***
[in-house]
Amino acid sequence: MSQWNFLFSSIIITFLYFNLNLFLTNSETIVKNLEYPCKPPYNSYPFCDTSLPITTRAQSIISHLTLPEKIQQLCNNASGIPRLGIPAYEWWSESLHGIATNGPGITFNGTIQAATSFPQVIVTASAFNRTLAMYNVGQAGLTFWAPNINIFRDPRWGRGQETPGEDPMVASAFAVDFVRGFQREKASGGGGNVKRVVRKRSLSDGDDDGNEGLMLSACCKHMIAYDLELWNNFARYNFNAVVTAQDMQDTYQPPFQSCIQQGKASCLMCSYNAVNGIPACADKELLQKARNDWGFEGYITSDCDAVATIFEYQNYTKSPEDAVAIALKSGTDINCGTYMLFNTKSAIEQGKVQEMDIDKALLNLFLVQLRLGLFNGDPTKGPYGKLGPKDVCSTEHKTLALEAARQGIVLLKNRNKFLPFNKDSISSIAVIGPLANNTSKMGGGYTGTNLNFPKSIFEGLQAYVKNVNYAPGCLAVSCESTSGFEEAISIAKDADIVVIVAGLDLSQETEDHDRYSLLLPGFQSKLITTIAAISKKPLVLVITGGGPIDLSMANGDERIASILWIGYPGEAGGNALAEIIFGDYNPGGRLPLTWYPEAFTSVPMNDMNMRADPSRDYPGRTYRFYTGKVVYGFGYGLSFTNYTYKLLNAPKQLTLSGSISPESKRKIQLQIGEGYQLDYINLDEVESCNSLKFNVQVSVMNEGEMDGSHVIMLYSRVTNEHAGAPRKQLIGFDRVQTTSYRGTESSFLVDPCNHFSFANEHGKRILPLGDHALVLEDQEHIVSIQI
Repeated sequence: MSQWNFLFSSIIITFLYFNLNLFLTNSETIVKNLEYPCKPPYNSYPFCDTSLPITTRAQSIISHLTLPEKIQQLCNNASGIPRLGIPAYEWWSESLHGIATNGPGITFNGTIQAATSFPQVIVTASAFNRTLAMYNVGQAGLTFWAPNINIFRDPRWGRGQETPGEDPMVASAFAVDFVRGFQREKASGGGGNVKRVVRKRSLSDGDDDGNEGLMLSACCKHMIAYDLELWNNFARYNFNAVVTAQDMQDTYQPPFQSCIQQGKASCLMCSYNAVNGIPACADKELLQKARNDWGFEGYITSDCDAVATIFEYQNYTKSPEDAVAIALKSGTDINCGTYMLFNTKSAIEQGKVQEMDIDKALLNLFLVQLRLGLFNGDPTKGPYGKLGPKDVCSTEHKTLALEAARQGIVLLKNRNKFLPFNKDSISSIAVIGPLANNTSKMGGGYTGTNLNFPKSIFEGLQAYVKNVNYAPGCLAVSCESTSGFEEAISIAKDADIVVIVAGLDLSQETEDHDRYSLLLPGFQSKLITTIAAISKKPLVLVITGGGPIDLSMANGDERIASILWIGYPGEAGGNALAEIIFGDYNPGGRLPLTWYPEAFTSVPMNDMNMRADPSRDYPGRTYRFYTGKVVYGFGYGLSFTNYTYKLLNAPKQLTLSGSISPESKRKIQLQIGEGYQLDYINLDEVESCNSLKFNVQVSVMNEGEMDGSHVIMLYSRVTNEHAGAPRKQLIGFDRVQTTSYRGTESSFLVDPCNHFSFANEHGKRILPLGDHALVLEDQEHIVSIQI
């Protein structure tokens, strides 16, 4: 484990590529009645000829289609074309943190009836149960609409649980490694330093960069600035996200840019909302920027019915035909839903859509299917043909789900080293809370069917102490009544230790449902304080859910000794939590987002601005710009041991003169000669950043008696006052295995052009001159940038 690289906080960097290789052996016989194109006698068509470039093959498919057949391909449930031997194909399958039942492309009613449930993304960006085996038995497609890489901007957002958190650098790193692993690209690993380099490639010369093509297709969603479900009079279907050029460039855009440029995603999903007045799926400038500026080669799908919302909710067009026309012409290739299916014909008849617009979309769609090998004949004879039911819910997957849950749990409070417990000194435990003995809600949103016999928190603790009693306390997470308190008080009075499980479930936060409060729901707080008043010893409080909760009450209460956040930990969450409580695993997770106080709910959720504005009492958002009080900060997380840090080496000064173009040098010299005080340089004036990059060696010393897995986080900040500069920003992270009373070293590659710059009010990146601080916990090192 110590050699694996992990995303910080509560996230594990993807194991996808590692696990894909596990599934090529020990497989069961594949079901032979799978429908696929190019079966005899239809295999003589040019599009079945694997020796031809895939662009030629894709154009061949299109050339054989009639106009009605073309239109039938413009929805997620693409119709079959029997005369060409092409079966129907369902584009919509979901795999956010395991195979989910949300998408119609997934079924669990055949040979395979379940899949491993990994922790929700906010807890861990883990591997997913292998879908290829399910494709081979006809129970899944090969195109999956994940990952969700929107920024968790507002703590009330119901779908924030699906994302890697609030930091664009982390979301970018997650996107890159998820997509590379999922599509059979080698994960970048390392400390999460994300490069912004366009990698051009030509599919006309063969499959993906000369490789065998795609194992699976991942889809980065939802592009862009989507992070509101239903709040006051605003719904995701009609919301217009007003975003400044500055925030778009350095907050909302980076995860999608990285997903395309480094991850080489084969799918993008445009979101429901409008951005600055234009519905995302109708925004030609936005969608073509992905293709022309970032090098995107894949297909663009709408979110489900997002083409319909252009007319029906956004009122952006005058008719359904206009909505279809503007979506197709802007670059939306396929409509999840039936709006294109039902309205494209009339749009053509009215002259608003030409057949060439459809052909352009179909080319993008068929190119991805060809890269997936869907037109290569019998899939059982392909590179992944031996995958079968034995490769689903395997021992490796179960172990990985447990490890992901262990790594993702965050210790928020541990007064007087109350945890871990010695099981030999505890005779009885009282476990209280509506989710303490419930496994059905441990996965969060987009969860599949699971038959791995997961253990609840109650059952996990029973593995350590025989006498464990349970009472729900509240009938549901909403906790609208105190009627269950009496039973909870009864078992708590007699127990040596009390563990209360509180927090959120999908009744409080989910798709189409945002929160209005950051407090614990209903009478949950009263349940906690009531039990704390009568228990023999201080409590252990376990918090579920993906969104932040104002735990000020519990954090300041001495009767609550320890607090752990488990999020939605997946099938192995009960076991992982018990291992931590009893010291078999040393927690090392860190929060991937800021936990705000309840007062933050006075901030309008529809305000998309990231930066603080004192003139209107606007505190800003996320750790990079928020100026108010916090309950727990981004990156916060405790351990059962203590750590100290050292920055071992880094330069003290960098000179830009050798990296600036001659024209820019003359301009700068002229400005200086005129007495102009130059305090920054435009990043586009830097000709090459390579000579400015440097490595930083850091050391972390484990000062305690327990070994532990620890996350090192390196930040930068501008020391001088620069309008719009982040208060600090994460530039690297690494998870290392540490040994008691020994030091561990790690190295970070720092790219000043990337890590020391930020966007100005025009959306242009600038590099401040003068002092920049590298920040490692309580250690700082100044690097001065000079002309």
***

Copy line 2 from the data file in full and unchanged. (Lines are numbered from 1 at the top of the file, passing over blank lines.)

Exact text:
Amino acid sequence: MSQWNFLFSSIIITFLYFNLNLFLTNSETIVKNLEYPCKPPYNSYPFCDTSLPITTRAQSIISHLTLPEKIQQLCNNASGIPRLGIPAYEWWSESLHGIATNGPGITFNGTIQAATSFPQVIVTASAFNRTLAMYNVGQAGLTFWAPNINIFRDPRWGRGQETPGEDPMVASAFAVDFVRGFQREKASGGGGNVKRVVRKRSLSDGDDDGNEGLMLSACCKHMIAYDLELWNNFARYNFNAVVTAQDMQDTYQPPFQSCIQQGKASCLMCSYNAVNGIPACADKELLQKARNDWGFEGYITSDCDAVATIFEYQNYTKSPEDAVAIALKSGTDINCGTYMLFNTKSAIEQGKVQEMDIDKALLNLFLVQLRLGLFNGDPTKGPYGKLGPKDVCSTEHKTLALEAARQGIVLLKNRNKFLPFNKDSISSIAVIGPLANNTSKMGGGYTGTNLNFPKSIFEGLQAYVKNVNYAPGCLAVSCESTSGFEEAISIAKDADIVVIVAGLDLSQETEDHDRYSLLLPGFQSKLITTIAAISKKPLVLVITGGGPIDLSMANGDERIASILWIGYPGEAGGNALAEIIFGDYNPGGRLPLTWYPEAFTSVPMNDMNMRADPSRDYPGRTYRFYTGKVVYGFGYGLSFTNYTYKLLNAPKQLTLSGSISPESKRKIQLQIGEGYQLDYINLDEVESCNSLKFNVQVSVMNEGEMDGSHVIMLYSRVTNEHAGAPRKQLIGFDRVQTTSYRGTESSFLVDPCNHFSFANEHGKRILPLGDHALVLEDQEHIVSIQI